LIVE RECAP: Stone Temple Pilots – 04-24-15 – The Fillmore Silver Spring – Silver Spring, Maryland

Review by Greg Maki
The new version of Stone Temple Pilots, with Linkin Park’s Chester Bennington center stage, replacing the fired Scott Weiland, is a hard sell for some. Others will never accept it, end of story. It’s their loss, because if this show on a Friday night at the sold-out Fillmore Silver Spring is any indication, the band is stronger than it’s been in many years.

Robert DeLeo of Stone Temple Pilots

Bennington doesn’t sound exactly like Weiland, but if you closed your eyes and focused on everything and not just the vocals, the differences were minimal. Then you open your eyes and see a skinny guy with short, pink hair on the mic, and there’s no denying this is STP. Careers often are ruined by changing frontmen, especially if the one replaced is as iconic as Weiland. Some changes are merely preludes to the inevitable reunion. Bennington and STP are and unlikely yet perfect match, and thanks to a recent settlement of the legal issues with Weiland, the band has gone back to billing itself simply as “Stone Temple Pilots” instead of the unwieldy “Stone Temple Pilots with Chester Bennington.”

The two-hour show, the longest I’ve seen STP play since 1996, featured 22 songs, including all the hits and only two post-‘90s tracks (the single “Out of Time” from the 2013 “High Rise” EP and “Coma” from the 2001 release “Shangri-La Dee Da”). And the classics came early, with “Vasoline,” “Wicked Garden” and “Sex Type Thing,” usually reserved for late in the set, played second, third and fourth, respectively. It was no surprise that the band’s debut album, “Core” (1992), was represented most heavily in the set list with eight songs, including encores of “Piece of Pie” and “Dead & Bloated.” Album tracks from “No. 4” (1999)—“Pruno,” “Heaven & Hotrods” and “Sex & Violence”—were pleasant inclusions in the set, as was the rarely played “Adhesive” from “Tiny Music” (1996).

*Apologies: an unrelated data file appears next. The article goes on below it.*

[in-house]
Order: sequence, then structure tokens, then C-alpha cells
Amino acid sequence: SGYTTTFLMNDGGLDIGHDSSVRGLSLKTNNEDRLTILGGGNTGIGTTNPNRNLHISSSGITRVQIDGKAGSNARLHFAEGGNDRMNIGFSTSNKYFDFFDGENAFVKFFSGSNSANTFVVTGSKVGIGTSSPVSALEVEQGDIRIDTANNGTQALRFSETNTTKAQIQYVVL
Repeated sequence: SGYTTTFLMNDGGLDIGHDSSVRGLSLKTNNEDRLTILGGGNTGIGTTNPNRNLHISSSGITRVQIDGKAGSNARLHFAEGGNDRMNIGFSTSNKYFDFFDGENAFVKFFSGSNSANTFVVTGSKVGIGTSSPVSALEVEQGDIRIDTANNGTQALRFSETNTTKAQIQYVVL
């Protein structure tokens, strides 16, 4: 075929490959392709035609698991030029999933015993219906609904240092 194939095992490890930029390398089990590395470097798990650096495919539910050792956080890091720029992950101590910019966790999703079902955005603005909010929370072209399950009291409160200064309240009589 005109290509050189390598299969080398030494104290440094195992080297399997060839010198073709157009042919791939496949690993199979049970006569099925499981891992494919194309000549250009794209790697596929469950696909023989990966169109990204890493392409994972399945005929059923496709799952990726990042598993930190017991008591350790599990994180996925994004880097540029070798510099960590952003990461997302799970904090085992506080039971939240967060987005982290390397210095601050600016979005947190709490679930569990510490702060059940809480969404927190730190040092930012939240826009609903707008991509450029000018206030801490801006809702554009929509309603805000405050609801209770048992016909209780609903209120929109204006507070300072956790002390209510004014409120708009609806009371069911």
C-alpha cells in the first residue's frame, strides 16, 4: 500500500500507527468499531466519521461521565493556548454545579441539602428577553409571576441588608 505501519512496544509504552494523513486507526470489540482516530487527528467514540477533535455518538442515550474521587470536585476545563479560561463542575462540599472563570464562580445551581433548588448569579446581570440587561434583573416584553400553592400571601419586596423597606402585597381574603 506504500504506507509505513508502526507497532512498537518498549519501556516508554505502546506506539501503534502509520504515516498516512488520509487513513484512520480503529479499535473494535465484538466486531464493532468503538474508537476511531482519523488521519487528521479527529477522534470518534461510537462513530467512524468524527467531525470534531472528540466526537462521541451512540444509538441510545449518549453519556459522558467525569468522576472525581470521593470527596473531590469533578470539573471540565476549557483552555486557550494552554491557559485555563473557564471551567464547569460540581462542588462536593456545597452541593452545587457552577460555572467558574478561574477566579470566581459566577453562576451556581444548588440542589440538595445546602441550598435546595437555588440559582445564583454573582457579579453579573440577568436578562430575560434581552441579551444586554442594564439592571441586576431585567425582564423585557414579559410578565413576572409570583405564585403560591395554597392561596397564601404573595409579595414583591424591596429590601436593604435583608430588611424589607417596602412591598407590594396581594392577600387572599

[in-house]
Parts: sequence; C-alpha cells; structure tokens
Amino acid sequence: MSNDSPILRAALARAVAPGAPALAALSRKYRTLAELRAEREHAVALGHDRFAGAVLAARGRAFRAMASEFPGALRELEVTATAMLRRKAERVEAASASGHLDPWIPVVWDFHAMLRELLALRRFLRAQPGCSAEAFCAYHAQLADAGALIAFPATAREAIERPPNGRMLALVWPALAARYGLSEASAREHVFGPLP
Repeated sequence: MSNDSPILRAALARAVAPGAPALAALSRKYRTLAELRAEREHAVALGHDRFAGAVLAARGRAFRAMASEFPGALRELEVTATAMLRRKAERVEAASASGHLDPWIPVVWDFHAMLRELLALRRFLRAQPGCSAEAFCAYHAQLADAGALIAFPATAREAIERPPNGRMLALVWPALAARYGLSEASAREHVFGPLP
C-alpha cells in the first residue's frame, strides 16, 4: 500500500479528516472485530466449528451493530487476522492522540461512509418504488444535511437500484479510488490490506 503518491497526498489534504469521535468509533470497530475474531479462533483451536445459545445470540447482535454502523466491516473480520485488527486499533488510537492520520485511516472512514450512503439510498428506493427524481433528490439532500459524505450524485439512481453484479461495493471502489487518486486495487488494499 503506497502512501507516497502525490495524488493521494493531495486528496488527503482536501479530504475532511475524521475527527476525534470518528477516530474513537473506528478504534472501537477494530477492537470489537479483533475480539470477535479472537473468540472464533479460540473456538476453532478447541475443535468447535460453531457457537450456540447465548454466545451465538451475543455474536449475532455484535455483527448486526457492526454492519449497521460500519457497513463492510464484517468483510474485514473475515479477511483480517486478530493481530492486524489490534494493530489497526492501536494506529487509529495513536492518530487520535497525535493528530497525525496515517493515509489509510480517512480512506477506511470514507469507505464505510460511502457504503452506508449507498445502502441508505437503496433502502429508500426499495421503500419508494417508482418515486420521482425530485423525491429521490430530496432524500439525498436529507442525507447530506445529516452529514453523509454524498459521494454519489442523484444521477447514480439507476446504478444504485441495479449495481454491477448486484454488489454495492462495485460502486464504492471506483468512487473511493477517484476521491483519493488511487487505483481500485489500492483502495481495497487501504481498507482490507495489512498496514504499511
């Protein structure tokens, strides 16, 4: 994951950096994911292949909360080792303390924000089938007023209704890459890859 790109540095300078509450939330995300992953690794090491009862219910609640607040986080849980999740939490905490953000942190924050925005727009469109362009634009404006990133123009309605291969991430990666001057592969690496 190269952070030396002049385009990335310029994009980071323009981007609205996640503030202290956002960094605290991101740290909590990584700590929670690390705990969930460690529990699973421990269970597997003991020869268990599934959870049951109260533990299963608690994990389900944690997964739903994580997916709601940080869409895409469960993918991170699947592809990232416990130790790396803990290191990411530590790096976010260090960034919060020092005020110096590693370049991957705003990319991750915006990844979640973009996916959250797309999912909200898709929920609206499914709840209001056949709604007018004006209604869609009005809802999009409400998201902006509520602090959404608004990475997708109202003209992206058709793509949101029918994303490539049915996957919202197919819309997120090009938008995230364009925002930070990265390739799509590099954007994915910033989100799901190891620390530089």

Dean DeLeo of Stone Temple Pilots

Though Bennington naturally drew a lot of attention, the band behind him—the three men whose presence makes this Stone Temple Pilots—was stellar and seemingly happier than they’ve been in quite some time. Bassist Robert DeLeo, in particular, was beaming from the first song to the last. His brother Dean, on guitar, continues to be an underrated star (it’s ironic that one of the bands most closely associated with an era that saw an apparent disregard for musicianship boasts such a talented lead player; the same goes for Alice in Chains), and drummer Eric Kretz brought it all together.

Eric Kretz of Stone Temple Pilots

Stone Temple Pilots in 2015 is not a gimmick and, despite mostly playing songs about 20 years old or older, doesn’t feel like a nostalgia act either. This was one of the best shows to hit the Washington, D.C./Baltimore area in recent memory, and for the first time in a long time, the future looks bright for STP.

SET LIST: “Lounge Fly,” “Vasoline,” “Wicked Garden,” “Sex Type Thing,” “Pruno,” “Crackerman,” “Coma,” “Sin,” “Big Bang Baby,” “Out of Time,” “Heaven & Hotrods,” “Meatplow,” “Adhesive,” “Creep,” “Big Empty,” “Plush,” “Interstate Love Song,” “Down,” “Sex & Violence,” “Trippin’ on a Hole in a Paper Heart,” (encore) “Piece of Pie,” “Dead & Bloated”

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